# openany for hepthesis

Hi I'm using the hepthesis template and I creates a empty page before any new chapter. Since it is build upon scrbook, is there anyway to use something like openany

\documentclass[openany]{hepthesis}


doesn't work...

• How about the twoside option? – pluton Mar 7 '14 at 14:53
• @pluton Thank you for your suggestion. oneside works. You can upgrade your comment to an answer if you wan't. – magu_ Mar 7 '14 at 15:43
• Apart from the oneside option this should work with twoside: \PassOptionsToClass{openany}{scrbook}\documentclass[<your_other_options>]{hepthesis}. – Speravir Mar 8 '14 at 0:36
• @Speravir. Cool this would be something like invoking a baseclass options if I understand it correctly – magu_ Mar 10 '14 at 7:12

Apart from setting in oneside mode with

\documentclass[oneside]{hepthesis}


the following works, if you want to stay in twoside mode:

\PassOptionsToClass{openany}{scrbook}
\documentclass{hepthesis}
\usepackage[T1]{fontenc}
\usepackage{lmodern}
\usepackage[english]{babel}
\usepackage{kantlipsum}% just for dummy text

\begin{document}
\chapter{Kantian Introduction}
\kant[1-3]
\chapter{Kantian Criticism}
\kant[4-5]
\end{document}


In this manner many options of hepthesis are passed in background to scrbook, but an option openany is not provided, hence the issue you observed.

• It is recommended to specify the particular variant of english rather than leaving it to chance. (english aliases to different variants depending on the version of babel.) – cfr Apr 10 '14 at 1:04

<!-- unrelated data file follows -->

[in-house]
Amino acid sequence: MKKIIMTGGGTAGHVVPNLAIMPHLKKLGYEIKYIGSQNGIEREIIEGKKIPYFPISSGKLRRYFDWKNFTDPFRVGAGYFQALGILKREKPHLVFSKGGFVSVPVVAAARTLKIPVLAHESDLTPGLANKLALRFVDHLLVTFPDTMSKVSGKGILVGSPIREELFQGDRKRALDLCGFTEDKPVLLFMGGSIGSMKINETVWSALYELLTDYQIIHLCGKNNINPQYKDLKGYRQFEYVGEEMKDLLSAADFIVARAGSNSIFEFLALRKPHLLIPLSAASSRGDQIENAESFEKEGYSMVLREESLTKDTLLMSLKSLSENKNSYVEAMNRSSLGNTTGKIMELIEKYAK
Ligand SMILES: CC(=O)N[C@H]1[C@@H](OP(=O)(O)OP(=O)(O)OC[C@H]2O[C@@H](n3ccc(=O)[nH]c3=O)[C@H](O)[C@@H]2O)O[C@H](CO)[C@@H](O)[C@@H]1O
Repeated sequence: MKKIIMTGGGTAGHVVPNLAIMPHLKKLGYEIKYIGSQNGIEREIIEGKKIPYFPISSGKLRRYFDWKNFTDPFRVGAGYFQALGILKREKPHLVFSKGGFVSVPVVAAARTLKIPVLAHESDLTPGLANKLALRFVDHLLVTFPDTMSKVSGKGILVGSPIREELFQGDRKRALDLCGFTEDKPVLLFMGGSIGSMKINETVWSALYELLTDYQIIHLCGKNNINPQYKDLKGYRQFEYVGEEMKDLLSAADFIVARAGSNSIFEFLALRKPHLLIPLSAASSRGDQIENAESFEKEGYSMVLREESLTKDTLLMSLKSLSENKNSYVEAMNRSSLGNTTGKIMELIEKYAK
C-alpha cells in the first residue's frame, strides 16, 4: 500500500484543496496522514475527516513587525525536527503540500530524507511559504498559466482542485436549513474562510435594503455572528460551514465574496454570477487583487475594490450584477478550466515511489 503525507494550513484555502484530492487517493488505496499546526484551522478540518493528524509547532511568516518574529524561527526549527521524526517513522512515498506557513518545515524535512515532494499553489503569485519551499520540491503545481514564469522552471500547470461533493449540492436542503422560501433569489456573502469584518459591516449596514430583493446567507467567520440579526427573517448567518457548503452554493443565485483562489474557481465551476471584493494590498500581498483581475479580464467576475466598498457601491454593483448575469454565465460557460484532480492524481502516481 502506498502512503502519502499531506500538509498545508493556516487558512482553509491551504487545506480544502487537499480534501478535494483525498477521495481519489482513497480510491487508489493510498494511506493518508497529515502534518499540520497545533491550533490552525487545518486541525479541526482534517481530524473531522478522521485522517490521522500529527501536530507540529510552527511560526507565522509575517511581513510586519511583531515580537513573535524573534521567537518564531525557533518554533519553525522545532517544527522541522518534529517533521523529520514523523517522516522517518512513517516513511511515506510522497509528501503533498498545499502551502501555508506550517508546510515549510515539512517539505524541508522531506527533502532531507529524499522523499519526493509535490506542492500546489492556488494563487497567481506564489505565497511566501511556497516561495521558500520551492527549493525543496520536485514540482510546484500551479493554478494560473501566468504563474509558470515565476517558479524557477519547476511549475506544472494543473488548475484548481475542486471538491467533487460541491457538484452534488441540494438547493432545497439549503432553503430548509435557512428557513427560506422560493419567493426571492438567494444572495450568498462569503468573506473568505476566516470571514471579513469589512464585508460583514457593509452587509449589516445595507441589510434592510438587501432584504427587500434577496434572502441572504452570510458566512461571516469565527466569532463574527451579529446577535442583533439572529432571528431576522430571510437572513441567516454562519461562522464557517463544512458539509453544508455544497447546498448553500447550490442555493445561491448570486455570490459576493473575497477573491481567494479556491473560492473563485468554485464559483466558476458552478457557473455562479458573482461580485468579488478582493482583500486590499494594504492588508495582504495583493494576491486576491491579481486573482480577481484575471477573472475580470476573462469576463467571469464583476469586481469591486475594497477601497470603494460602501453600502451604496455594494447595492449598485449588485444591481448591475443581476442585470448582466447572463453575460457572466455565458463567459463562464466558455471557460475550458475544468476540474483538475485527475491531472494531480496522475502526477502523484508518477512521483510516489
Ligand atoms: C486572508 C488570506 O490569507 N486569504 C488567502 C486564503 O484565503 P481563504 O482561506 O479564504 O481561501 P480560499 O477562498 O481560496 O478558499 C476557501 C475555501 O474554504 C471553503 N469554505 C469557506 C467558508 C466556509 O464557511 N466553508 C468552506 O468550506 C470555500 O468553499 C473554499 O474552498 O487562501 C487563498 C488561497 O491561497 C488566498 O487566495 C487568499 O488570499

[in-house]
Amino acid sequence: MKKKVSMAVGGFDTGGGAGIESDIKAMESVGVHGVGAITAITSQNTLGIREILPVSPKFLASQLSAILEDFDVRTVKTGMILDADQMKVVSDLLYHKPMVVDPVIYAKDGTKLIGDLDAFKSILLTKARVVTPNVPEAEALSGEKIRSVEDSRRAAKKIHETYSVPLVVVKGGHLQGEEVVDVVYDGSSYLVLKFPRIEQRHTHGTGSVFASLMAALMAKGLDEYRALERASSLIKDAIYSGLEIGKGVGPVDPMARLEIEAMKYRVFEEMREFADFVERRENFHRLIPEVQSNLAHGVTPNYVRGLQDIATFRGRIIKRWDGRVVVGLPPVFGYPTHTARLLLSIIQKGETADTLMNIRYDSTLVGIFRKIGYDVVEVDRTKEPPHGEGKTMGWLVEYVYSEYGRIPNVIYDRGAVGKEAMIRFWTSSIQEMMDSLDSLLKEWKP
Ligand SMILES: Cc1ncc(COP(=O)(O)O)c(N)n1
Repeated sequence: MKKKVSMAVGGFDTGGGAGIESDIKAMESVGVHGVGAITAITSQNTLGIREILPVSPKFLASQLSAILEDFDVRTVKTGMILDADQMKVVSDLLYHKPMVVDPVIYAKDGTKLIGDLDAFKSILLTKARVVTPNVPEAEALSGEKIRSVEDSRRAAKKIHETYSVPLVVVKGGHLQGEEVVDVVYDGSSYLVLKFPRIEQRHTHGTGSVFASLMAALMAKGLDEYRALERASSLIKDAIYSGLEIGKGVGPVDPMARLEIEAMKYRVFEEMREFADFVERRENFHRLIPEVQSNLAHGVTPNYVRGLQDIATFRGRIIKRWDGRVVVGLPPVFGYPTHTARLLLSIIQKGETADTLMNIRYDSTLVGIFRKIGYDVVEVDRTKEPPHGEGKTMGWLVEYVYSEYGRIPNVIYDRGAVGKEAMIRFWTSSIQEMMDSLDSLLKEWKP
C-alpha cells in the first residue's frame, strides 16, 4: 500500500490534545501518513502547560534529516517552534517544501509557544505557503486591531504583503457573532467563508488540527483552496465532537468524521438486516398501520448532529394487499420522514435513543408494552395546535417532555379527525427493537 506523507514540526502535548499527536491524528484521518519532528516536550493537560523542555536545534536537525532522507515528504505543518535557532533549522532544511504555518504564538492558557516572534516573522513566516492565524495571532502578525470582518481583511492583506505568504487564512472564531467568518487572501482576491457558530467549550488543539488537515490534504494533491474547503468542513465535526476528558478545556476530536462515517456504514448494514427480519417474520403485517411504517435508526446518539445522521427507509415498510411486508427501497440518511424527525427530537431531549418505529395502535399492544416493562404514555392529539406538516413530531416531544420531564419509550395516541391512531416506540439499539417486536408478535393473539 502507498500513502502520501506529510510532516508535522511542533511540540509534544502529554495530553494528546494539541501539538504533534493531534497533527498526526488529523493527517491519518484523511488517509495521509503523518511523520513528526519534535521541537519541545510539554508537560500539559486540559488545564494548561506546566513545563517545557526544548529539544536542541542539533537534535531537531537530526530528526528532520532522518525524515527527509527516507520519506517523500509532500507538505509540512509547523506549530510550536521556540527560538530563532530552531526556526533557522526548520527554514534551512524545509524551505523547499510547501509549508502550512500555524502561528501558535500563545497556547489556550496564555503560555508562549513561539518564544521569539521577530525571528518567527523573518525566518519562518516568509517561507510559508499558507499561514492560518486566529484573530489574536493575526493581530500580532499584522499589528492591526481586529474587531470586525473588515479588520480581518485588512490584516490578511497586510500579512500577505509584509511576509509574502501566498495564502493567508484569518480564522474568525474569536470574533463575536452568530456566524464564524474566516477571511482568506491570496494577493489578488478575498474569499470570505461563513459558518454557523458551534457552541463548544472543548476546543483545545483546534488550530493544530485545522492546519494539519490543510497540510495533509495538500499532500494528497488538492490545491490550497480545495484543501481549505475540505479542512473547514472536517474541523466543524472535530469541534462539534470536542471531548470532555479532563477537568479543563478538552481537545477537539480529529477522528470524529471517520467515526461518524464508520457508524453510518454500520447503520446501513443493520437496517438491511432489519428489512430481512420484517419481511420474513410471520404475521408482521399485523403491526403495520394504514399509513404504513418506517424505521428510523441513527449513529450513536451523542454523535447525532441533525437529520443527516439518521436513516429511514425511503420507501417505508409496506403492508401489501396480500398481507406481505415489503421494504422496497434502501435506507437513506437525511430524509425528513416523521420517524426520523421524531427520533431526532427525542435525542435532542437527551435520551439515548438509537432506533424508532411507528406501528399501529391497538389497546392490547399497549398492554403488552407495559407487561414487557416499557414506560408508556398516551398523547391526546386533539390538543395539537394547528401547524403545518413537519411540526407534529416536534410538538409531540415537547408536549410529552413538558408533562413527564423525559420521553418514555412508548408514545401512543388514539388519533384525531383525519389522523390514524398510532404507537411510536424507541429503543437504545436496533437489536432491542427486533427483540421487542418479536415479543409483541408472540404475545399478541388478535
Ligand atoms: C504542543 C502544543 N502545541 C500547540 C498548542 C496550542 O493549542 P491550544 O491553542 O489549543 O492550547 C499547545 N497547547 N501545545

• @cfr: Where is this recommended? And perhaps hree in TeX.sx we should intentionally choose english? I would otherwise prefer to choose "German English". ;-) – Speravir Apr 10 '14 at 1:18
• It is because in earlier versions of babel english would refer to either american or british depending on the local language.dat and maybe the version of babel. So writing english would give different output for different people. Since the whole point is that you want your code to produce the same output wherever it is compiled, this is obviously bad. So writing english is a bad example to set. (I can't remember where I read this originally but the details of why are in various editions of language.dat.) Is there not a German kantlipsum? Then you could just use german... – cfr Apr 10 '14 at 1:52
• I've also added an answer at tex.stackexchange.com/a/170657/39222 because all of the existing answers seem to ignore the problem ;). – cfr Apr 10 '14 at 2:24
• @cfr: The part with German was fun … my English flavour is German … kantlipsum is English only, but blindtext is programmed by a German and has, of course, a German version. (“Blindtext“ is actually the German word for dummy text.) – Speravir Apr 10 '14 at 3:14

The oneside option should work here.